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Warner's revisions, which will result in a new, shortened contract for its artist signings, aren't expected to increase royalty rates. But they will simplify royalty calculations and make it easier for acts to determine what they are owed, which could put more money in artists' pockets.
WMG AGREES TO ROYALTY REFORM
Music Group Joins UMG and BMG in Simplifying Accounting Practices
And then there were three.

Warner Music Group officials, meeting with legislators in Sacramento, have agreed to an overhaul of its royalty accounting process, according to the L.A. Times.

The company now joins UMG and BMG, who announced similar changes in November, leaving only Sony Music and EMI Group as holdouts among the Big Five.

The action comes as California lawmakers address a bill that takes on questionable accounting practices in the music industry, introduced by state Sen. Kevin Murray after last year’s hearings, in which Don Henley, the Dixie Chicks, Sam Moore and other stars testified that labels underpaid royalties.

Warner executives promised legislators from both parties to implement accounting practice changes that will put "teeth" into its commitment to reporting accurate royalties.

Warner's revisions, which will result in a new, shortened contract for its artist signings, aren't expected to increase royalty rates. But they will simplify royalty calculations and make it easier for acts to determine what they are owed, which could put more money in artists' pockets.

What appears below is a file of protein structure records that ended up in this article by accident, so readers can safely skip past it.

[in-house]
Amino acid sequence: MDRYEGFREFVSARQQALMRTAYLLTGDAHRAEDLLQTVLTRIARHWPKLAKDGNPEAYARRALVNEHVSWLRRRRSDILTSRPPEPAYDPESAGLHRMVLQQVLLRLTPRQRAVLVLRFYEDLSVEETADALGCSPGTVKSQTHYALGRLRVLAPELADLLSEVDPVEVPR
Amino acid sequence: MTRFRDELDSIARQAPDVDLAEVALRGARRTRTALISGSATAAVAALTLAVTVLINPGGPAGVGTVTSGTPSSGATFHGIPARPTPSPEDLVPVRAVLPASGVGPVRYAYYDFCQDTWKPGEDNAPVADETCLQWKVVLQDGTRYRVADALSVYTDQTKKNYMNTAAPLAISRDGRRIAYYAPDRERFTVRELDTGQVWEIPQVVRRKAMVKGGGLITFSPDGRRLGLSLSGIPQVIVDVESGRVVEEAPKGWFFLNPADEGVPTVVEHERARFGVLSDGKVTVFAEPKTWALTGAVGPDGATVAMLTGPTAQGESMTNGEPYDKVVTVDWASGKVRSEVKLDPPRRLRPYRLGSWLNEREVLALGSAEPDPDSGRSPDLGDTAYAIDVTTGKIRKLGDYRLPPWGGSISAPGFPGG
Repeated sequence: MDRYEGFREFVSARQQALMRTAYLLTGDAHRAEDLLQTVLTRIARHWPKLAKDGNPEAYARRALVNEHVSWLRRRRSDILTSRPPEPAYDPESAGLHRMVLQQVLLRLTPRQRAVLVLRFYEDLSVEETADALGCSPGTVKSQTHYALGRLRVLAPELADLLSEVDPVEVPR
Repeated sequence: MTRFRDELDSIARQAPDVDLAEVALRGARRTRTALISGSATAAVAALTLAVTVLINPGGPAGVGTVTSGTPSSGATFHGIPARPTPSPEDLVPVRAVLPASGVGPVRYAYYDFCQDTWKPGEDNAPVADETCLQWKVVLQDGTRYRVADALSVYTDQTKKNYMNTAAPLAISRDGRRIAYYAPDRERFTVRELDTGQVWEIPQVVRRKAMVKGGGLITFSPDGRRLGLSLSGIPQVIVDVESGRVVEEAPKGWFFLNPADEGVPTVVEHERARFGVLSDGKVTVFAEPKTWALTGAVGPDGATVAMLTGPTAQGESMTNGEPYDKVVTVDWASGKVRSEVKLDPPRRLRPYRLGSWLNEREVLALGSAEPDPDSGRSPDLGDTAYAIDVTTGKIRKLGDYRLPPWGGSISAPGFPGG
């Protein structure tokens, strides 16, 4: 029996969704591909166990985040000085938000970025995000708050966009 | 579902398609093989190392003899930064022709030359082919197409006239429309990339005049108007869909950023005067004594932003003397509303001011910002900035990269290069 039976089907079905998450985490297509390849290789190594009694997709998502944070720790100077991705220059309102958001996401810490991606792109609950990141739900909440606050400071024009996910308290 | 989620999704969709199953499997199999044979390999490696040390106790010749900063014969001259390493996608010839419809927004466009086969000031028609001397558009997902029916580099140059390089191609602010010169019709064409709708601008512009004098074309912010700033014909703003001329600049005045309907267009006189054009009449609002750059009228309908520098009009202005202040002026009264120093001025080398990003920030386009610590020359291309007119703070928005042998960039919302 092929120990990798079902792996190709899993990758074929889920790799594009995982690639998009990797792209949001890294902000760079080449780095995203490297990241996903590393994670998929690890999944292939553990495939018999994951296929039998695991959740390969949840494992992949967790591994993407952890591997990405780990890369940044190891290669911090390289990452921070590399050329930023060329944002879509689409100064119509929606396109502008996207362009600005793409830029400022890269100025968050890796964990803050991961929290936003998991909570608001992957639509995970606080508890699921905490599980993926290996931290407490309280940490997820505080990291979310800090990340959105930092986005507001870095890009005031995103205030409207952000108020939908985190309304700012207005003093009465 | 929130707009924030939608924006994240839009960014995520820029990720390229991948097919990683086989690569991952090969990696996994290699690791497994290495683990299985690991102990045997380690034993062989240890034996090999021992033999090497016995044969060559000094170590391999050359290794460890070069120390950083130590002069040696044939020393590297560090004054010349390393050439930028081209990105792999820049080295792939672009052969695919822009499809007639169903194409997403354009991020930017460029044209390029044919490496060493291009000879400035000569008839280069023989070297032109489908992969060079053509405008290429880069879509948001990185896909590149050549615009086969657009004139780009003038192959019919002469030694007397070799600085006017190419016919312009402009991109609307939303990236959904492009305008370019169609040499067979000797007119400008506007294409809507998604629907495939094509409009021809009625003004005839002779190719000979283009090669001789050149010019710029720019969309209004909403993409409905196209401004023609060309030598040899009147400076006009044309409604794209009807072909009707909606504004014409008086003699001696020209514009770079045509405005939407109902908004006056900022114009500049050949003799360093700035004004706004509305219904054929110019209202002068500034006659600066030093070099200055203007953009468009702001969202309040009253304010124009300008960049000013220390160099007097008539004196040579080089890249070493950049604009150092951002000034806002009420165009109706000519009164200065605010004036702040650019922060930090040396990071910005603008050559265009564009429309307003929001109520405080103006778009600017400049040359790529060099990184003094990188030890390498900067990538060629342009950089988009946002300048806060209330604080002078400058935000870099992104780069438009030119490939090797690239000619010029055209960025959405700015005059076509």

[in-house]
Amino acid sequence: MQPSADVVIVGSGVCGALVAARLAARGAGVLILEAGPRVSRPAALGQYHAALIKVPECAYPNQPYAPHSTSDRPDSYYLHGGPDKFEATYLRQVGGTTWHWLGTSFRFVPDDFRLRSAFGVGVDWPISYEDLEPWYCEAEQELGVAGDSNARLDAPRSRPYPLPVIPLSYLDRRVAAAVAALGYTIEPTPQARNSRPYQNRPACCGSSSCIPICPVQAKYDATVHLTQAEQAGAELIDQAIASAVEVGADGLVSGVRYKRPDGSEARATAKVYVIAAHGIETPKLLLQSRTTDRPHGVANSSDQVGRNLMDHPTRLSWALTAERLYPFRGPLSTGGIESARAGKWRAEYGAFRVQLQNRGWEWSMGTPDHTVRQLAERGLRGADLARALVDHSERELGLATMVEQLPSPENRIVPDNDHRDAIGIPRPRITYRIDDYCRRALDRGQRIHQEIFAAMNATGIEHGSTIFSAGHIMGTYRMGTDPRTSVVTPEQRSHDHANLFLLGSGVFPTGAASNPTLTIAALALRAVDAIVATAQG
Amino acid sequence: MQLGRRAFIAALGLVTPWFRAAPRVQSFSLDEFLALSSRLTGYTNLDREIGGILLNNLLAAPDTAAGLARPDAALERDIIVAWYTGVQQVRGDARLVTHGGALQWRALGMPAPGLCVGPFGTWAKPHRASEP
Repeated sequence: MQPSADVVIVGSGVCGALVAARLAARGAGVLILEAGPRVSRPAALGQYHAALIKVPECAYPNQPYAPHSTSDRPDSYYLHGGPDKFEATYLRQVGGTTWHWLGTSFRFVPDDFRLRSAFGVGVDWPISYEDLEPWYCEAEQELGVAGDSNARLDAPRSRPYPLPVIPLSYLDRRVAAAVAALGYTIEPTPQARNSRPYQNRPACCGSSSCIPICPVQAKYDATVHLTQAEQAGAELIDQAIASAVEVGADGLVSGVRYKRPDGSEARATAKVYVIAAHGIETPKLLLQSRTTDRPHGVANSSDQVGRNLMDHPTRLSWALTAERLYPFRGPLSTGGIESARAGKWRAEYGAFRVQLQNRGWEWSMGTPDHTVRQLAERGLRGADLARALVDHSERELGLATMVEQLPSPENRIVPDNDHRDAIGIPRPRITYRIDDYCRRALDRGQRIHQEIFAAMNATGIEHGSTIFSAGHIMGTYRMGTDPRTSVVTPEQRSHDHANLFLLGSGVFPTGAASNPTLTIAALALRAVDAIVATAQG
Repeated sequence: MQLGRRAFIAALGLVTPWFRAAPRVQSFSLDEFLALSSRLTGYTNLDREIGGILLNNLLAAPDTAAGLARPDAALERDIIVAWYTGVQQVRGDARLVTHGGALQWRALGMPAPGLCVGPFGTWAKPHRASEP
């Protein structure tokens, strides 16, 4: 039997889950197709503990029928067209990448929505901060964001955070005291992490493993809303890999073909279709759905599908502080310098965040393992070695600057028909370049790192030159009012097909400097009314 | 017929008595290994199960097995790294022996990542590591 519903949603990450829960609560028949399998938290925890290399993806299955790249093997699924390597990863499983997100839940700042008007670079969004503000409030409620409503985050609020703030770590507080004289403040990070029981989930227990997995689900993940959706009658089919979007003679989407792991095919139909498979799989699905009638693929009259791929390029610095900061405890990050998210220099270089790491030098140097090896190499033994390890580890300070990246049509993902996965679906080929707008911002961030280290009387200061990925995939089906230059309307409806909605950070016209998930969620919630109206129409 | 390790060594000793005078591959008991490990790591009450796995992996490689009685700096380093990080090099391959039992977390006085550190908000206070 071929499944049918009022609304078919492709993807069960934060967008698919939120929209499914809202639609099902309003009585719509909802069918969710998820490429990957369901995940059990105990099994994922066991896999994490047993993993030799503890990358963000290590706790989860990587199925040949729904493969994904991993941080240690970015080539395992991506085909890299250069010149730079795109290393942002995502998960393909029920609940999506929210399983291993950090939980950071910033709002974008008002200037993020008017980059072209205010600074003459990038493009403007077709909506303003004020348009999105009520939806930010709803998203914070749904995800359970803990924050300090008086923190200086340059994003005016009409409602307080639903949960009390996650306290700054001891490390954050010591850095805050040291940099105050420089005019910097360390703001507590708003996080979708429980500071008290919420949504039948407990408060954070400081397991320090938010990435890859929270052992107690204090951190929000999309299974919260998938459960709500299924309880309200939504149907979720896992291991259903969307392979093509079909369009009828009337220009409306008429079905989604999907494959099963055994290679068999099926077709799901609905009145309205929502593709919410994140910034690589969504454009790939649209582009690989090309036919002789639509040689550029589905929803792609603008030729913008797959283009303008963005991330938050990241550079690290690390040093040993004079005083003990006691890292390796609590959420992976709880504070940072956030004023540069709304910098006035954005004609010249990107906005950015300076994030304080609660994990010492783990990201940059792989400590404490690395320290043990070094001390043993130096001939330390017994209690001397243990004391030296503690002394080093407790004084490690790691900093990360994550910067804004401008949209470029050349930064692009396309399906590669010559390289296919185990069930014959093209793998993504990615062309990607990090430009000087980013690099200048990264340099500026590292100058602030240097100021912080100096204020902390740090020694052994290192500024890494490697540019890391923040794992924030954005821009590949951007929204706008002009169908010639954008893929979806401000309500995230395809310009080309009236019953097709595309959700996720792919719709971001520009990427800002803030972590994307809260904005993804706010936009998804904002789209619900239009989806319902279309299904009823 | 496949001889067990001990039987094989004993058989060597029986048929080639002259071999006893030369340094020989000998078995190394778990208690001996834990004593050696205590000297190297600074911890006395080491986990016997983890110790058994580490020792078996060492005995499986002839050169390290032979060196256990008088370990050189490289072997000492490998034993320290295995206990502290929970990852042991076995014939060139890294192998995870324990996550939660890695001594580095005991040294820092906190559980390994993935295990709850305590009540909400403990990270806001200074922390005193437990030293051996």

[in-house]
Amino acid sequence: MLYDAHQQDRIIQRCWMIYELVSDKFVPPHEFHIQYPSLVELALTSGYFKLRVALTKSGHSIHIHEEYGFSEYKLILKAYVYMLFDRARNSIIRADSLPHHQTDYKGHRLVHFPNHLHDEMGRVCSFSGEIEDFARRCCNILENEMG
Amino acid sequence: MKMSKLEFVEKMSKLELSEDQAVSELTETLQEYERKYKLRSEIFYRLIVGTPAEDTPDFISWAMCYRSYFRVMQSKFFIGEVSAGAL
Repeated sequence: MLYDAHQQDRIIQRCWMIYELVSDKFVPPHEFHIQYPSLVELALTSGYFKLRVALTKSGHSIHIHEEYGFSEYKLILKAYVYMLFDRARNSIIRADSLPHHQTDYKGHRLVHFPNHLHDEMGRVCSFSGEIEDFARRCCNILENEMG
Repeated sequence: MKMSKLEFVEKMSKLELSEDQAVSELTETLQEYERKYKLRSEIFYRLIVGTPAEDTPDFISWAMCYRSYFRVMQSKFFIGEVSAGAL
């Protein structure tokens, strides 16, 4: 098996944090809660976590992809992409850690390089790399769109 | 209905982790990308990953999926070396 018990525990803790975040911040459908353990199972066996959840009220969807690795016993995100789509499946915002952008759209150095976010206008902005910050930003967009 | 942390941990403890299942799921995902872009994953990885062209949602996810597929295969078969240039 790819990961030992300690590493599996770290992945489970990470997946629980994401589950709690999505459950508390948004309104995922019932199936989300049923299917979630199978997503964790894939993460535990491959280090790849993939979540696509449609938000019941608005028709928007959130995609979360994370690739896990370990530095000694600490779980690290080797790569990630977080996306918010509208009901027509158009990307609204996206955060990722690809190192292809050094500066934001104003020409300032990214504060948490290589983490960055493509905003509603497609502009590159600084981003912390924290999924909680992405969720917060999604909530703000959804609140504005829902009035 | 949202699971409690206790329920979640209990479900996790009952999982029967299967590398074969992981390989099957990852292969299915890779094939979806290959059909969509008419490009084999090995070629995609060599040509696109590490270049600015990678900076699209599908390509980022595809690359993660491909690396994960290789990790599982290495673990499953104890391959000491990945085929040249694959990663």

The company has agreed to stop computing royalties based on the suggested retail price of a CD and begin paying artists a percentage of the wholesale price actually received from retailers. In addition, the new contract would eliminate outdated provisions such as a 25% "container" deduction and a 25% "new media" deduction.

AOLTW said it would also provide auditors access to all manufacturing documents—not merely accountings of CDs sold. Record labels had previously refused to allow artists to see such records, limiting audits to royalty statements.

Warner is promising to pay interest at prime rates to artists on any unpaid royalties revealed in an audit. It will reimburse acts for costs of any audit that reveals under-crediting of royalties exceeding 10%.

The company also plans to pay artists a higher royalty for songs downloaded online, while scrapping outdated methods for calculating Internet sales.

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